The United States residential market for heating oil very much behaves the same way as the UK market. Home-owners tend to be quite rural and will be much more exposed to wholesale energy fluctuations than gas customers.
The beleaguered UK homeowner, faced with ever-increasing bills, may be interested to see what the US Government has been recording. The graph below, taken from the US Energy Information Administration's Heating Oil and Propane Update page, shows the monthly averages of US residential heating oil prices, compared to the previous year:
To convert the American figures to UK pence per litre, simply multiply by 17.15 (assuming an exchange rate of $1.54 in the £). So, the early January price of $3.34/gallon is equivalent to 57p/L. It seems that our friends across the Atlantic have seen sizeable price increases over the 2010 winter too.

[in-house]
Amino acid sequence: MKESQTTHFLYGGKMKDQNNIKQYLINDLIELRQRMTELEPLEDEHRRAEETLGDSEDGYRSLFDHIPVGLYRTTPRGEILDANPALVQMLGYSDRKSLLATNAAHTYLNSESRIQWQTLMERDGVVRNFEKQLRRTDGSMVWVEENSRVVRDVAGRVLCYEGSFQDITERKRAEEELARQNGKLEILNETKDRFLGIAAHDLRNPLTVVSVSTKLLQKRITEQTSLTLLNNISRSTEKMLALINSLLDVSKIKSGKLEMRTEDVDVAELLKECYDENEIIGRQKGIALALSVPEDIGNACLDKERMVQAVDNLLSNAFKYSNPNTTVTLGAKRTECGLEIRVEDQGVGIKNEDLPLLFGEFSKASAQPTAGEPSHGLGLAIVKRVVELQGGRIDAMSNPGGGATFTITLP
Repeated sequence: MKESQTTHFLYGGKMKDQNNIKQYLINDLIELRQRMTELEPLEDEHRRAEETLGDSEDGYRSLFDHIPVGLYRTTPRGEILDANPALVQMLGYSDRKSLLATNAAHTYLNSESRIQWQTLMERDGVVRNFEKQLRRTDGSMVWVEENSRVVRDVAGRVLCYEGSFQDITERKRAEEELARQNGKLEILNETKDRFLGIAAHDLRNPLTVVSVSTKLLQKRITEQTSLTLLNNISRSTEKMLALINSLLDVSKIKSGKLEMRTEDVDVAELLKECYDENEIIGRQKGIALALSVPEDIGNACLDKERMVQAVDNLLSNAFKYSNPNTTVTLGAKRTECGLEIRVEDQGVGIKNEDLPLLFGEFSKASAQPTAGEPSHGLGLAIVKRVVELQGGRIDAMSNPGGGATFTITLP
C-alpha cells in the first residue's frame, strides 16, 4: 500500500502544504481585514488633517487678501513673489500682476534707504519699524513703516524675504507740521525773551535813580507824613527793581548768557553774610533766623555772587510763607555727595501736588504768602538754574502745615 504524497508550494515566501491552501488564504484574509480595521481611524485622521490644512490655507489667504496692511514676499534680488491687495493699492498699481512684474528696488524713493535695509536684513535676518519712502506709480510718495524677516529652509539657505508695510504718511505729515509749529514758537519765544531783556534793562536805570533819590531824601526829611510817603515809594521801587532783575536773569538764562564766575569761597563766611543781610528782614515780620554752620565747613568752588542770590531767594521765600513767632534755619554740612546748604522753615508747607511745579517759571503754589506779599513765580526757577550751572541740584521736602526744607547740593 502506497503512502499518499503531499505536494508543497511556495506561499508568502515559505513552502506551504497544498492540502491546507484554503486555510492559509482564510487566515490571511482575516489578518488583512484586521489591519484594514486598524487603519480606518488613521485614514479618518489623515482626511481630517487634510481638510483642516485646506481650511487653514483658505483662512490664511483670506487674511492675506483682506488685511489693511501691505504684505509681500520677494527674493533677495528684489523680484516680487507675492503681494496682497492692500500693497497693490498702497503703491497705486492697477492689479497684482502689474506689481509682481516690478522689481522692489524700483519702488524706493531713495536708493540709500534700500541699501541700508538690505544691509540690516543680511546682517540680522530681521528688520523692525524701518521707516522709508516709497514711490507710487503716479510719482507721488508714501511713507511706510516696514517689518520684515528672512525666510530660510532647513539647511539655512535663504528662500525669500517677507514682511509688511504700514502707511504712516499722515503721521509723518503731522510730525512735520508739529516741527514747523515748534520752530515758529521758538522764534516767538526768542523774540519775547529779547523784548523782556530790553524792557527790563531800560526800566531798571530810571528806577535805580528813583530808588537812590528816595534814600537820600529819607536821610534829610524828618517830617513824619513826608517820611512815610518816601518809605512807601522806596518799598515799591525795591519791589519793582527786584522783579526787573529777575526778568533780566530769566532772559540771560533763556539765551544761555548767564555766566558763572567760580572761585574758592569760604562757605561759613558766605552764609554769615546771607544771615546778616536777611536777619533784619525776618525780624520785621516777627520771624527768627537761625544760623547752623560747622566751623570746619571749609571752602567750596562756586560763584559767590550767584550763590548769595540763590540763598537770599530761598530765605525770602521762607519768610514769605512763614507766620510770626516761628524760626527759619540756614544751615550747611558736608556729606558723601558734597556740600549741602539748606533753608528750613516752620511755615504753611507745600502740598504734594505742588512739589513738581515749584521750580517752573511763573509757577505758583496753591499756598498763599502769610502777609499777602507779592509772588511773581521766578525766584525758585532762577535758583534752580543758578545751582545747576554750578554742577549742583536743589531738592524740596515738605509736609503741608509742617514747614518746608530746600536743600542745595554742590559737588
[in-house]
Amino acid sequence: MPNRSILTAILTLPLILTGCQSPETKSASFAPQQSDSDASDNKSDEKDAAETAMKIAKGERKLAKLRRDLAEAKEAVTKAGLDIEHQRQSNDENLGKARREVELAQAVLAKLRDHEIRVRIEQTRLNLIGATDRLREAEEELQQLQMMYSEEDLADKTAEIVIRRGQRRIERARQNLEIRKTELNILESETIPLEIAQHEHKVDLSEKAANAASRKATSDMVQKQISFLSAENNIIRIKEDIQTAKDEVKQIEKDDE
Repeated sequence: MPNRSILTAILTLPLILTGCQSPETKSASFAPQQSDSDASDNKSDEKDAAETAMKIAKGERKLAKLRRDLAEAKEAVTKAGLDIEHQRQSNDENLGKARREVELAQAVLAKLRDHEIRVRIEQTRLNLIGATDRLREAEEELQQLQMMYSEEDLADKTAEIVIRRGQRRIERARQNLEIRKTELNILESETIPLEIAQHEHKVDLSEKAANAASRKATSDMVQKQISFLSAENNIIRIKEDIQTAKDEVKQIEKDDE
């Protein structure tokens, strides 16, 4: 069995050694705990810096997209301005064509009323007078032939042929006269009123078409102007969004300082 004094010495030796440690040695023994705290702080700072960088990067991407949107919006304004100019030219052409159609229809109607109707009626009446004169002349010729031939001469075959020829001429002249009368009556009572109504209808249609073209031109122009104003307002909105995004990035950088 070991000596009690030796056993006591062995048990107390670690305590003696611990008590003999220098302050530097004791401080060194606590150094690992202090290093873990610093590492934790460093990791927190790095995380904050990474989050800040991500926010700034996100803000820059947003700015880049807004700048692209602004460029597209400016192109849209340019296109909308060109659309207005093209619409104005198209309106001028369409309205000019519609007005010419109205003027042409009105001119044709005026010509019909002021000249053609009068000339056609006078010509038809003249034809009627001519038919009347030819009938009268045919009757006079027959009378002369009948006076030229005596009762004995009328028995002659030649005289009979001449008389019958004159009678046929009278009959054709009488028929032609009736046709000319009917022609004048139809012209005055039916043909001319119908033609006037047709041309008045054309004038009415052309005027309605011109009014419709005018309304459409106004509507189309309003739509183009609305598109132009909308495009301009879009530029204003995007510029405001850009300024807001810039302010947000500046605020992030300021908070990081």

Other charts from the eia.gov website:
Full breakdown of residential prices since 1990
Full breakdown of wholesale prices since 1990
This appears to indicate that residential prices have risen in line with wholesale prices - a very different experience to what we suspect has been happening in the UK.
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on 20 January 2011 Reply
Good hort article on comparative markets. Having worked for COP and looking after the Eastern Seeboard Distributors, I can confirm UK and US distributors as well as consumers alike in both countries suffer the same dilema. However, in real terms US workers have more disposal income at hand so the conclusion about the price they are paying is the same does not really equate. In real terms, forget the exchange rate my 10 year experiences in the US has taught me that £1 = $1. So the US still has cheaper heating oil comparatively speaking.